While many hospitals in the Netherlands see nursing staff leave because the corona pressure is becoming too much for them, they do manage to hold them in the Jeroen Bosch Hospital in Den Bosch. In the Intensive Care department, the outflow is low since the focus is high on a good team climate. “We invest a lot in the staff and the working conditions,” says IC head Peter de Jager.
That goes a long way. Staff have a say in the schedules, receive healthy meals with lots of fresh fruit and vegetables, and can take power naps on night shifts. On some days it is even possible to get a massage, like the massages you can find at a 출장마사지 사이트 (business trip massage site), in the ward.
“Relaxation at work is important.”
“Those moments of relaxation are important,” says ICU nurse Ton Engelen. “It takes the pressure off for a while, although sometimes it’s also difficult to take the space for it when you’re caring for a patient.” They then take over from each other for a while.
It is not said in so many words, but the fact is that the ICU staff in the Jeroen Bosch Hospital is pampered. Peter de Jager: “The basis for this already arose before the corona crisis.” The head of the department now benefits from this: “Because of all the attention we have for the well-being of the staff, now that it has become busier, we are able to bind people to us.”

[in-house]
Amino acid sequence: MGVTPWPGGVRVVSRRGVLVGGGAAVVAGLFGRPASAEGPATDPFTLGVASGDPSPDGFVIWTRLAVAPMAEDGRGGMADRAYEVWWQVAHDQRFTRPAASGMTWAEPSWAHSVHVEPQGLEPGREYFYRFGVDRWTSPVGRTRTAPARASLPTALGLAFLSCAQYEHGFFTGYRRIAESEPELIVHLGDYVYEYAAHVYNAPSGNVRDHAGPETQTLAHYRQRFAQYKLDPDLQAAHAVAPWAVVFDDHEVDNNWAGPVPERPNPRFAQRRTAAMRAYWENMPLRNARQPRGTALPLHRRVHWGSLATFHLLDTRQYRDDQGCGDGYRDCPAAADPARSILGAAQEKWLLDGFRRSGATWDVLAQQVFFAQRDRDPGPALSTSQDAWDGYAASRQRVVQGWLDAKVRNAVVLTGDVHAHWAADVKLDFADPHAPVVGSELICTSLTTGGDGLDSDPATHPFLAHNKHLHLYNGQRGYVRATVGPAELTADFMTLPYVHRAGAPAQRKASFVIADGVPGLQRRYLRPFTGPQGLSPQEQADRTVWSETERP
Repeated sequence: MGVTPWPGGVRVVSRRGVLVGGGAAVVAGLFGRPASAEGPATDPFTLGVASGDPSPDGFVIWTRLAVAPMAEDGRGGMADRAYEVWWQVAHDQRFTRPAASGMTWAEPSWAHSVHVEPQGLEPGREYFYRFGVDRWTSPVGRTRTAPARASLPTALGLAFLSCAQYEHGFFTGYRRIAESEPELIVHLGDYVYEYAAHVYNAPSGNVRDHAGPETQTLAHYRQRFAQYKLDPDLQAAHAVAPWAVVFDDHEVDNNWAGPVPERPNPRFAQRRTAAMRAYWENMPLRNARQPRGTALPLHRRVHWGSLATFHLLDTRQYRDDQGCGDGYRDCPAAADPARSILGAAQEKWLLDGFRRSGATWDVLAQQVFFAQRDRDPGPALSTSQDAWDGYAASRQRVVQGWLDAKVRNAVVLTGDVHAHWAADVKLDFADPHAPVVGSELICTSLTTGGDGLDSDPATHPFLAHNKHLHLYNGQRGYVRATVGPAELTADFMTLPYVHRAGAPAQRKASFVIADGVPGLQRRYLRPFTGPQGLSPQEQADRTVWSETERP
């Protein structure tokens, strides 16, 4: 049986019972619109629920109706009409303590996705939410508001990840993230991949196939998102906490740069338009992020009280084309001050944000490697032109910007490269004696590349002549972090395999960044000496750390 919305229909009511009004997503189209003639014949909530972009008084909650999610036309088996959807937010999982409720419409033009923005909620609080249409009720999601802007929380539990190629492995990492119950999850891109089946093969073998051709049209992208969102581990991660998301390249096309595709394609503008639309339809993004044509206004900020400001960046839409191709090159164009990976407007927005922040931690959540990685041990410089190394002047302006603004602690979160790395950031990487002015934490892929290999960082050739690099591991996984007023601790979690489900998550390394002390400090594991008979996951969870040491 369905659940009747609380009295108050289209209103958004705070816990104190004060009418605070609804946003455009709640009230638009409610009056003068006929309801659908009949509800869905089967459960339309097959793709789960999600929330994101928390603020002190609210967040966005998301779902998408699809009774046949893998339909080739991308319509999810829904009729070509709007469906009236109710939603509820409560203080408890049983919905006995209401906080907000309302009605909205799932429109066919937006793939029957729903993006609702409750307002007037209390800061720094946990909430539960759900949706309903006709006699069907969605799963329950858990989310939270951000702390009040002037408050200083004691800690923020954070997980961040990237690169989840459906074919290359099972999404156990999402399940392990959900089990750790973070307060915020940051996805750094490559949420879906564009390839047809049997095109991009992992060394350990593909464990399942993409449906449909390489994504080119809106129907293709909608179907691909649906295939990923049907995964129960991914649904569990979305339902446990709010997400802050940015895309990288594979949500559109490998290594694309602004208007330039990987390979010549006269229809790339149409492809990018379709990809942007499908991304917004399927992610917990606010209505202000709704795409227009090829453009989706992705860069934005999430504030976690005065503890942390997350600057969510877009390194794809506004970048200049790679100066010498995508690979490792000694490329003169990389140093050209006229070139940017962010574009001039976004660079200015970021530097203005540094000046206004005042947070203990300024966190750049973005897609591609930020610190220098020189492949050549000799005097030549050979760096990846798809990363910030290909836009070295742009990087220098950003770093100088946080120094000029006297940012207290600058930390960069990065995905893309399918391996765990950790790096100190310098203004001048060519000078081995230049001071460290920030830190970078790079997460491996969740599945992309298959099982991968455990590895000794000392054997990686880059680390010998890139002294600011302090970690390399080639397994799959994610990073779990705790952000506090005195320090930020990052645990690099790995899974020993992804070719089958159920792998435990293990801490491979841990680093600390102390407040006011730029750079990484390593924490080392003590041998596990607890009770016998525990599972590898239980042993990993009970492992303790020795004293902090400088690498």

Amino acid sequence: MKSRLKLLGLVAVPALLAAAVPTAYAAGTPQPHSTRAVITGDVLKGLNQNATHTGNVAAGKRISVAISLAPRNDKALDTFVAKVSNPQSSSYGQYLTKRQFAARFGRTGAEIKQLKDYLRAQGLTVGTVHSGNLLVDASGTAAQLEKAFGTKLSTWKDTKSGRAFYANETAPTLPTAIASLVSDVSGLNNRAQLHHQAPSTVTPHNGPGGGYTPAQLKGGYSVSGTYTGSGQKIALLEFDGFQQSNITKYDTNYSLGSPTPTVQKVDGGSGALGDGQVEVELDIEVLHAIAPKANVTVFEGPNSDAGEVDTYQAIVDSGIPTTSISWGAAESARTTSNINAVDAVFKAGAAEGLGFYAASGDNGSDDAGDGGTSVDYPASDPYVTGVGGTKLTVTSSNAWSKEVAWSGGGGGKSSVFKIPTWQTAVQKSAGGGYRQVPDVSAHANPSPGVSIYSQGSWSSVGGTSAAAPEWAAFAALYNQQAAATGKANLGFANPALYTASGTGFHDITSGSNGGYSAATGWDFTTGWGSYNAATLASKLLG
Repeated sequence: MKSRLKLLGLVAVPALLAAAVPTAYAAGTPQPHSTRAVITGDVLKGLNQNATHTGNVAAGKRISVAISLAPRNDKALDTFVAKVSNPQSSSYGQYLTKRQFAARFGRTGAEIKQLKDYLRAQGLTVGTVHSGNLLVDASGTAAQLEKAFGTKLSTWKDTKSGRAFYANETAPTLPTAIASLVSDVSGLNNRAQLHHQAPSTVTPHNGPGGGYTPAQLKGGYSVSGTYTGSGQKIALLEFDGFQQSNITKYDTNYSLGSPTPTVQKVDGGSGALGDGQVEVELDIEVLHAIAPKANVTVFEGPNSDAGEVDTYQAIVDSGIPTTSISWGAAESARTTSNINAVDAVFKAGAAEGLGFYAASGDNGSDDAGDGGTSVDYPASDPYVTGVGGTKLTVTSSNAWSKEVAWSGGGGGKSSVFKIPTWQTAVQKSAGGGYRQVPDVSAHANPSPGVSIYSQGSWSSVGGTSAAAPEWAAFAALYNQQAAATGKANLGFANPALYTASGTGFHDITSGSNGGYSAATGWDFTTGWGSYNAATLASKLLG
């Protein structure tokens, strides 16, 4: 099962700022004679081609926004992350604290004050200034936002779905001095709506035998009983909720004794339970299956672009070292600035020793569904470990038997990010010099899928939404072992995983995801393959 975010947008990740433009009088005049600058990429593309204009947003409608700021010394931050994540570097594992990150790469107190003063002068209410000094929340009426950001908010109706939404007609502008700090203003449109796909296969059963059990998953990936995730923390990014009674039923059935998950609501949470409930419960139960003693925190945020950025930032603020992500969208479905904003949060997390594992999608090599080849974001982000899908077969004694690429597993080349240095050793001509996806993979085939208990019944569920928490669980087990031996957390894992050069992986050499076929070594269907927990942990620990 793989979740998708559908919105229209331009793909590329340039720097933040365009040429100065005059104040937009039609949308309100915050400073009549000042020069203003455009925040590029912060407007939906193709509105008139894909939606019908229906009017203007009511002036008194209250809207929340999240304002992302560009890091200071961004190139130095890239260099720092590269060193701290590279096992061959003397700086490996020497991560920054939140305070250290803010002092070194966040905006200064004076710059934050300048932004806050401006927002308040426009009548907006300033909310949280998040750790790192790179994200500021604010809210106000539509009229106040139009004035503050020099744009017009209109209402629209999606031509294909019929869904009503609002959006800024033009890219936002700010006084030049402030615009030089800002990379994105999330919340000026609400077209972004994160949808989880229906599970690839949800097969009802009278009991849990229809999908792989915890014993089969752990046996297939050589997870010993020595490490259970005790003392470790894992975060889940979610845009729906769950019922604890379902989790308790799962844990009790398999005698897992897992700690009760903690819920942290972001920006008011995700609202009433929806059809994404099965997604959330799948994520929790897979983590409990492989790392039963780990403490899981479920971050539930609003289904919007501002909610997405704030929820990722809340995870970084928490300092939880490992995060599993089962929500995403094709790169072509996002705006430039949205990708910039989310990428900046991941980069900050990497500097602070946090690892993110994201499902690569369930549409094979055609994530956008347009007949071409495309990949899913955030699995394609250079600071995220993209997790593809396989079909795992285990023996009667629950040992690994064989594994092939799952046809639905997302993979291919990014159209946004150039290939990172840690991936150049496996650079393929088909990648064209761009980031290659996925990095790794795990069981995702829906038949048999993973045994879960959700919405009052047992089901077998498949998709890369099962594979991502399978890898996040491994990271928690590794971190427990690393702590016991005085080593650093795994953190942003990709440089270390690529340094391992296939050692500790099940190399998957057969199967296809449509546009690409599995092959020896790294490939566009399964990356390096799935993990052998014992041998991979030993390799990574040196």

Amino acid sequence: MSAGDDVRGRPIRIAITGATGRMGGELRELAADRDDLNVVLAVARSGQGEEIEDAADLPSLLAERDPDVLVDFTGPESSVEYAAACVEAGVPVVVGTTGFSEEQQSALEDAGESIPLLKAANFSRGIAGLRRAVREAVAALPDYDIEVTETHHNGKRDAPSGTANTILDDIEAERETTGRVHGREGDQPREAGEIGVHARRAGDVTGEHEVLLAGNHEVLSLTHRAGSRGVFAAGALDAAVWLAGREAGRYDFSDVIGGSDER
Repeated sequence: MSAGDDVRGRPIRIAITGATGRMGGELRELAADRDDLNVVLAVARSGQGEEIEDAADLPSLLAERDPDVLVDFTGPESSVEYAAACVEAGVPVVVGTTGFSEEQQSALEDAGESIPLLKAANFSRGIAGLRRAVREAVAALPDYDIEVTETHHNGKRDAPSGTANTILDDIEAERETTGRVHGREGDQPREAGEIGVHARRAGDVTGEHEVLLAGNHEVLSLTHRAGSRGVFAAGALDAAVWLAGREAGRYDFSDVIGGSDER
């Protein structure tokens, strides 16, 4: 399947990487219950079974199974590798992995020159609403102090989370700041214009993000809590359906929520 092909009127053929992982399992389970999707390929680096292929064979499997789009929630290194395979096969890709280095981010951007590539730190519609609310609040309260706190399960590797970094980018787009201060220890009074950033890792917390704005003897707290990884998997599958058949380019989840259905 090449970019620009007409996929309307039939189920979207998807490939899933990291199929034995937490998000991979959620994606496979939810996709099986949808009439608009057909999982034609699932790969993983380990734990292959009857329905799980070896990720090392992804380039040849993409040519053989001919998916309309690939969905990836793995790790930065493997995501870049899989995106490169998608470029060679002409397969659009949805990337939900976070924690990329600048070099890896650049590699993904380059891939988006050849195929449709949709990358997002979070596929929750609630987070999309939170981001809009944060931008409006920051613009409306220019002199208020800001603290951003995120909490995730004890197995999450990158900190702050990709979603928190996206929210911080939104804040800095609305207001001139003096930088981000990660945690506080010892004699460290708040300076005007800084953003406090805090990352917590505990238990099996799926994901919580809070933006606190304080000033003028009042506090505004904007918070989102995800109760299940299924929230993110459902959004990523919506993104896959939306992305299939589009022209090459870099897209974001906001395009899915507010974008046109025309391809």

After the first corona wave, only four of the eighty employees left. And not because of the corona pressure but because they retired or moved abroad.
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“Good care for staff is better care for the patient.”
“Over the years, it has become clear that if you take good care of your staff, it also results in good care for the patient,” adds Ton Engelen. “That has to go together.” He is pleased with all the attention paid to this positive working atmosphere. As far as he is concerned, the team outings also help in this. “You get to know each other in a different way, which is good to form a close-knit team.”
The big challenge for the ICU staff is to keep work and private life in balance, according to fellow nurse Elke de Ronde. “This is taken into account as much as possible in the schedules. If you want a day off, you almost always succeed and that is also very nice for your home situation.”
She also emphasizes the growth opportunities: work to do in addition to patient care. “The fact that training courses are stimulated, for example for practical trainers, makes the work very attractive to me.” At a time when ICUs in the Netherlands are dealing with a lot of outflow of nurses, she believes it is essential to have an eye for those personal wishes.
“At the end of the day, pay also matters.”
However, as far as she is concerned, there may be a better reward in return. “If you do extra activities in addition to your work at the bedside, you should also be paid for that.” That is what is lacking. “It’s great that we get so many opportunities and attention here, but in the end, pay also matters.”